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How Charismatic Megafauna Work

How the Charismatic Megafauna Label Has Helped
One study showed people were more likely to support protection efforts aimed at apes rather than bats. SpxChrome/Fuse/Getty
One study showed people were more likely to support protection efforts aimed at apes rather than bats. SpxChrome/Fuse/Getty

The terms charismatic megafauna and flagship species are often used interchangeably, and generally describe a species that functions as an ambassador or symbol for a particular habitat or cause. These may or may not also be keystone species, which perform an important or essential role in the ecosystem or habitat in question (such as the role of the bee in pollination). An indicator species is a bellwether of what's going on in a given ecosystem (for instance, a declining crayfish population is an indicator of that a freshwater supply is polluted) [source: World Wide Fund for Nature].

Charismatic megafauna as tools for conservation promotion works because we as humans seem hardwired to prioritize the interests of attractive animals. One University of Arizona study found that people are more likely to support preservation efforts of animals that are attractive and resemble humans — study participants preferred flyers with an image of an ape over that of a bat. Another study showed that women, in particular, are more inclined to appreciate and sympathize with loveable animals, as opposed to "fear-relevant" animals, like reptiles, amphibians and insects [source: Schlegel].

Shallow though it might seem, a number of animals have already benefited from the charismatic megafauna label. Bald eagles, a symbol of the United States, were the poster species for the anti-pesticide (specifically, DDT) movement of the 1960s and '70s. Since then, their numbers have recovered so significantly that the United States Fish and Wildlife Service removed them from the endangered species list.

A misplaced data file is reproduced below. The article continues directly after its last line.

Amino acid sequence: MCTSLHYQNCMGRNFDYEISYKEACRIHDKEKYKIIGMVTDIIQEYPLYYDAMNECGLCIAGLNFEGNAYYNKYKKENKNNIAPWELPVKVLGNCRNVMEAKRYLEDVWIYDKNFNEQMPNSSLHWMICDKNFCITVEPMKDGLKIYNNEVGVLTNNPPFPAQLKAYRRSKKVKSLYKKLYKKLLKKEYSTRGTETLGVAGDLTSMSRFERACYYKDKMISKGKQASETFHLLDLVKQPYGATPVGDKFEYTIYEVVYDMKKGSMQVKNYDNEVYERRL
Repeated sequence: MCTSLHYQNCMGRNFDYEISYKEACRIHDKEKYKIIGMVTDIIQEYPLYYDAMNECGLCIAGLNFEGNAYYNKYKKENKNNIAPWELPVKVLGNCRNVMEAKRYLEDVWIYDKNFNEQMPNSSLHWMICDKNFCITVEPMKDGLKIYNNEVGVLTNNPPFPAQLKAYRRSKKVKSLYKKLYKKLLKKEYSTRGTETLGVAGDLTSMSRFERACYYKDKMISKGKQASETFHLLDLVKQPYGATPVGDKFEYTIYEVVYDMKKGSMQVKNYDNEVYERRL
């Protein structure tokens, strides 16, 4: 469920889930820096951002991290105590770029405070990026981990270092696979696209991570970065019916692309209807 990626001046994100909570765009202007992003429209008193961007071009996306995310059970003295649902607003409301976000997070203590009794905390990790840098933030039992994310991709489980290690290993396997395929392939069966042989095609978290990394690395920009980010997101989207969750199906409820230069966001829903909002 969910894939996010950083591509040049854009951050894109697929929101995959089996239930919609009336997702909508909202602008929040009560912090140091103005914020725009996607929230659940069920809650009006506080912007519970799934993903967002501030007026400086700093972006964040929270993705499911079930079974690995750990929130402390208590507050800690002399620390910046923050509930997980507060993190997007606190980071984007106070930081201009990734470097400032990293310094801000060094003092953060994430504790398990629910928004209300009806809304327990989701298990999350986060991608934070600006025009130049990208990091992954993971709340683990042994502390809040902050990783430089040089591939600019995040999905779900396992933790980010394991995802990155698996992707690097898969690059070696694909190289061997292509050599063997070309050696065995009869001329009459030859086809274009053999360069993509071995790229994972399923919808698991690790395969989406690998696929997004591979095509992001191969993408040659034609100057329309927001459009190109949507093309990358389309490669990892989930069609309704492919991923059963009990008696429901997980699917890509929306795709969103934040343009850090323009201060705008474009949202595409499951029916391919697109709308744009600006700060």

Elephants are another work-in-progress story. Although illegal poaching of a number of species remains a tragic threat, elephants have often fronted international anti-poaching campaigns and regulations, which impact more than 35,000 species including these gentle giants, as well as tigers, rhinos and sharks [source: McCarthy].

The ever-popular giant panda has enjoyed a 17 percent wild population increase over the past decade, largely due to massive conservation and captive breeding efforts. In fact, the species recently made headlines when the International Union for Conservation of Nature changed its status from "endangered" to "vulnerable." A panda famously fronts the logo of the World Wildlife Fund, arguably the biggest organizational champion of conservation issues in the world.

Of course, charismatic megafauna remain popular attractions at zoos and aquariums, and are likely to continue to function as "spokes-species" for the foreseeable future. This is as much for their own good as the good of those other animals they protect. "Zoos are also incredibly important to the survival of charismatic megafauna," Braccini explains. "Many of these species are not safe in their natural habitats due to hunting, poaching and/or habitat loss, and the survival of the species may come down to the maintained population within accredited zoos and aquariums."

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